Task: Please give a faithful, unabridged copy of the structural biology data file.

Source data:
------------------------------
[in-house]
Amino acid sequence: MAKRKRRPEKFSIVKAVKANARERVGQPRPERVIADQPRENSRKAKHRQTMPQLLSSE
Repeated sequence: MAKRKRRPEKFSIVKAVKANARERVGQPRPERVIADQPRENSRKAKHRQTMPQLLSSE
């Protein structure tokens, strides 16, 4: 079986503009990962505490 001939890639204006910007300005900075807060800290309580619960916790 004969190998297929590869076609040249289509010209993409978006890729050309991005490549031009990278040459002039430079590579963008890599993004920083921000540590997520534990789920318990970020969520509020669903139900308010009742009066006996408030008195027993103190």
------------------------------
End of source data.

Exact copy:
[in-house]
Amino acid sequence: MAKRKRRPEKFSIVKAVKANARERVGQPRPERVIADQPRENSRKAKHRQTMPQLLSSE
Repeated sequence: MAKRKRRPEKFSIVKAVKANARERVGQPRPERVIADQPRENSRKAKHRQTMPQLLSSE
């Protein structure tokens, strides 16, 4: 079986503009990962505490 001939890639204006910007300005900075807060800290309580619960916790 004969190998297929590869076609040249289509010209993409978006890729050309991005490549031009990278040459002039430079590579963008890599993004920083921000540590997520534990789920318990970020969520509020669903139900308010009742009066006996408030008195027993103190």